|Why was the veil of the temple torn in the middle when Jesus died?|
Why was the veil of the temple torn in the middle when Jesus died?
The tearing, or rending, of the temple veil when Jesus died on the cross was a strong symbolic act of God. The rent veil shows physically that a believer's access to God is open through the value of the work of Christ.
Matthew 27:50-51 is the Bible reference that tells about the veil of the temple being torn:
(50) And Jesus cried out again with a loud voice and yielded up his spirit.
What was the Temple and its significance?
For centuries the temple was the central point of Old Testament Jewish worship. Many chapters from the books of Exodus and Leviticus give great detail as to how sacrifices were to be conducted, how the priests were to act and dress and what days were to be celebrated. All of this ceremony centered first on Moses' Tabernacle that was carried through the wilderness journeys and then was reconstructed on even a grander scale in the building of Solomon's Temple. The central point of the Temple was the innermost room, called the Holiest of Holies, which was hidden by the heavy Veil of the Temple. Here the Ark of the Covenant was housed. Only once a year a single priest was permitted to enter to atone for the sins of the people. The Shekinah Glory of the presence of God filled the room with unapproachable light.
Hebrews 9:1-9 gives the New Testament commentary on the innermost sanctuary…
(1) Now even the first covenant had regulations for worship and an earthly place of holiness.
Leviticus 16:11-19 tells of the annual ceremony that was conducted inside the veil.
(11) "Aaron shall present the bull as a sin offering for himself, and shall make atonement for himself and for his house. He shall kill the bull as a sin offering for himself.
How big was the veil?
The veil was an immense piece of heavy cloth. Accoring to 1 Kings 6:2 "The house that King Solomon built for the LORD was sixty cubits long, twenty cubits wide, and thirty cubits high." Thirty cubits high would make the veil about 45 feet tall.
The Jewish historian Josephus claimed that the temple height was raised to 40 cubits (60 feet) tall. Alfred Edersheim, in his book, The Life and Times of Jesus the Messiah tells about its thickness. "The Veils before the Most Holy Place were 40 cubits (60 feet) long, and 20 (30 feet) wide, of the thickness of the palm of the hand, and wrought in 72 squares, which were joined together; and these Veils were so heavy, that, in the exaggerated language of the time, it needed 300 priests to manipulate each."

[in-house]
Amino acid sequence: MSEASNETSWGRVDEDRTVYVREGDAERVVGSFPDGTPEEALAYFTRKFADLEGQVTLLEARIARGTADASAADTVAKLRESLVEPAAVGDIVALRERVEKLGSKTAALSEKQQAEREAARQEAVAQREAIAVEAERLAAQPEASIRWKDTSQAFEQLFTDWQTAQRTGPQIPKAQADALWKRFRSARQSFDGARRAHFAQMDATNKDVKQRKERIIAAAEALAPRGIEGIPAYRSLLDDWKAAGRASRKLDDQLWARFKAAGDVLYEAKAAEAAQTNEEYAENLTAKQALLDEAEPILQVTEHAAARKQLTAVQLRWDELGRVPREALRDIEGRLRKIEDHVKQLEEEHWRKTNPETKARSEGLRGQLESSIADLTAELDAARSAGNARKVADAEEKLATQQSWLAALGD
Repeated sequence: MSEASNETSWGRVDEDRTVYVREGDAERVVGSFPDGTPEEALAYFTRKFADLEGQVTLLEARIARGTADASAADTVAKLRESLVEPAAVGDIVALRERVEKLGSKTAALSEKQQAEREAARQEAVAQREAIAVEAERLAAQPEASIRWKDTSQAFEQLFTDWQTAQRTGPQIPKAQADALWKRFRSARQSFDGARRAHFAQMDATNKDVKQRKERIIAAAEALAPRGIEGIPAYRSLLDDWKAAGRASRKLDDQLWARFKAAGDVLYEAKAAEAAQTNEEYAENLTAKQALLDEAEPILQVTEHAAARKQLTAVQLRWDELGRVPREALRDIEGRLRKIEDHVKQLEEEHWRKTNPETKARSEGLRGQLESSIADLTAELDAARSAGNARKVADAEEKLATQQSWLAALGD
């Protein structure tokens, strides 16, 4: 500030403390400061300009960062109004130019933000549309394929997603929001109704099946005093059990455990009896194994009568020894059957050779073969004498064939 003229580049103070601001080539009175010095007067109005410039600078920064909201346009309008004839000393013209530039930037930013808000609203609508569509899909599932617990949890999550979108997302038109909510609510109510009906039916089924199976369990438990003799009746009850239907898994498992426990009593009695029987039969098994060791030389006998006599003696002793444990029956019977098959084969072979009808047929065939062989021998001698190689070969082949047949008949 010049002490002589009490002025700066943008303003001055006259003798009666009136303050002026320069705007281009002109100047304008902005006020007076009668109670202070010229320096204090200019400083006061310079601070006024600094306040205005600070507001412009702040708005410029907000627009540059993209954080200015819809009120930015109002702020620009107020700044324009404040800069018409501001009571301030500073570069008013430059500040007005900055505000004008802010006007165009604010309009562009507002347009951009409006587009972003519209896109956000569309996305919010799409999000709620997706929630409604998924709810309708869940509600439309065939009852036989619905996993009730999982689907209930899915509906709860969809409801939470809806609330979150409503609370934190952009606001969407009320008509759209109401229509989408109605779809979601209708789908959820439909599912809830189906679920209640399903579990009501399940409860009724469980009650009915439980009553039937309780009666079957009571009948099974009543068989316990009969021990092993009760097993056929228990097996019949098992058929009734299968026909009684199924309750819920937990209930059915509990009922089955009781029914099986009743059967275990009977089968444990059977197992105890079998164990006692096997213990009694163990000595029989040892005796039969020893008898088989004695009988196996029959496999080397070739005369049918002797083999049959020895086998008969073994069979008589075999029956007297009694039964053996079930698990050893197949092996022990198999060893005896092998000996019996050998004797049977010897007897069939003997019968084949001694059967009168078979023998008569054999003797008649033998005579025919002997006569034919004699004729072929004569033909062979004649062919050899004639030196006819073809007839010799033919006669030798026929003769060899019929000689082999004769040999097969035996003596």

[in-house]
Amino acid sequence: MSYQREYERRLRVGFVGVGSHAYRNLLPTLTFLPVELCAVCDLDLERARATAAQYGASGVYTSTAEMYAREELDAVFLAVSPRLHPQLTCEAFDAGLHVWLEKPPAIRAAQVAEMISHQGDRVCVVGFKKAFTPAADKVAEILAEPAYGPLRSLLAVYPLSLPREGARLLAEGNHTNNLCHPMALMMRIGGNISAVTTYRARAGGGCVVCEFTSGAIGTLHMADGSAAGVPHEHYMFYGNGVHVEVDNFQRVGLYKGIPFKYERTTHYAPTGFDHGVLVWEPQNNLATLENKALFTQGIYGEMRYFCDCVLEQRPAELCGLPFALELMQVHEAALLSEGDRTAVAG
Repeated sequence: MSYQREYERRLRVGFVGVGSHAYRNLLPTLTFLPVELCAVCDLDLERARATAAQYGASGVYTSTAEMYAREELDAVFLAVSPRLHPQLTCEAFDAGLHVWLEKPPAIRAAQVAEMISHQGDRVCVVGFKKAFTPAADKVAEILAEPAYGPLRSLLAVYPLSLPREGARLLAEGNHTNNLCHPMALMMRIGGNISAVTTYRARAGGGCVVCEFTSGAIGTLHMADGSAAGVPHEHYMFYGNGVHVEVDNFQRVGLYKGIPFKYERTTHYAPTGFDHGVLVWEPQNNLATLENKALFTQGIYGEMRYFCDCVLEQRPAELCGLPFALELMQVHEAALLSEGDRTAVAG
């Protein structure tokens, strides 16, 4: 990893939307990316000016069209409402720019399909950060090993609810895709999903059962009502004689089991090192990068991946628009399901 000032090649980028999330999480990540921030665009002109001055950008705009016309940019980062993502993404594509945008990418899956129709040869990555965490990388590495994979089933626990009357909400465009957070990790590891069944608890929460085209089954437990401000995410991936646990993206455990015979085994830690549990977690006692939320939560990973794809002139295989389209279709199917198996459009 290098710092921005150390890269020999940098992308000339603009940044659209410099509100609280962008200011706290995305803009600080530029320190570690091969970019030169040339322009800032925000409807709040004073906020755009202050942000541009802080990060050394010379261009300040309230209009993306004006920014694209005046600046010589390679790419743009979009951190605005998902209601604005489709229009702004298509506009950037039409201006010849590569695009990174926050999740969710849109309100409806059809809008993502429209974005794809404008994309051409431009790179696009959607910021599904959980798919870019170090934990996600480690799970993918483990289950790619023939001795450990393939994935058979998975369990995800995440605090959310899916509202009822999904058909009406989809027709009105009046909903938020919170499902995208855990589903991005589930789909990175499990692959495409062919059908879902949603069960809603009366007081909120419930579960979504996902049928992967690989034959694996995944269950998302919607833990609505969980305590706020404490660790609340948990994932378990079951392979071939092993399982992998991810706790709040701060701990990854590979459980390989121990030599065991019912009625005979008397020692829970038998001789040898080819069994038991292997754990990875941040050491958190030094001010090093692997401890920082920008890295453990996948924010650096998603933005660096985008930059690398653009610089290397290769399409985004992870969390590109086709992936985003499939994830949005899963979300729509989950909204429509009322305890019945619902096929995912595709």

There is also an apparently false reference in the Ryrie Study Bible in Exodus 26:31-35 about what Josephus claimed about the veil. “Josephus reported that the veil was 4 inches thick, was renewed every year, and that horses tied to each side could not pull it apart." But no such reference can be found in Josephus' writings (see Josephus Wars 5.5.4 for Josephus' original description of the veil).
What is the symbolism of the torn veil?
When the veil was torn open, at least three teachings of Christ became evidently clear.
First, the atonement ceremony that the priest had to perform once a year was shown to be obsolete. The sacrifice and shed blood of Christ provided a new way into the holiest of all.
(19) Therefore, brothers, since we have confidence to enter the holy places by the blood of Jesus,
The famous quote from Jesus in John 14 is a reference to our ability to speak directly to our heavenly Father. John 14:6 Jesus said to him, "I am the way, and the truth, and the life. No one comes to the Father except through me.
Second, the pathway into the very presence of God is opened once and for all for both Jews and Gentiles. The Temple was strictly off limits to any Gentile worshipers ever since its grand opening. But the death of Christ created a new unity between the two groups as stated here in Ephesians.
(11) Therefore remember that at one time you Gentiles in the flesh, called "the uncircumcision" by what is called the circumcision, which is made in the flesh by hands--
Third, the opening of the Holiest of All revealed to the priests and to the whole world that the Shekinah glory had left the Temple. Jesus spoke on several occasions about the abandonment of the Temple by God.
Luke 13:35 Behold, your house is forsaken. And I tell you, you will not see me until you say, 'Blessed is he who comes in the name of the Lord!'"
Luke 13 refers to a coming time of judgment against Israel in which the city, the temple and the land would be plundered and abandoned during a period of exile. It can be assumed that the priests repaired the torn veil and continued their empty rituals, but the torn veil showed the world that God had already abandoned the place.
Sin has always been an obstacle for man to approach God since Adam was exiled from the Garden of Eden. God chose to dwell among his people in the Holiest of Holies from the time of Moses to Christ but with severe restrictions. One priest, once a year, could come to the Holiest of All with the blood of an animal to cover his sins and the sins of the people. But when Jesus died, he completed the requirements of the sacrifices once and for all. The rending of the temple veil was physical evidence that the way was opened forever and for all people. We now approach God with the boldness of one who carries the value of the blood of Christ.
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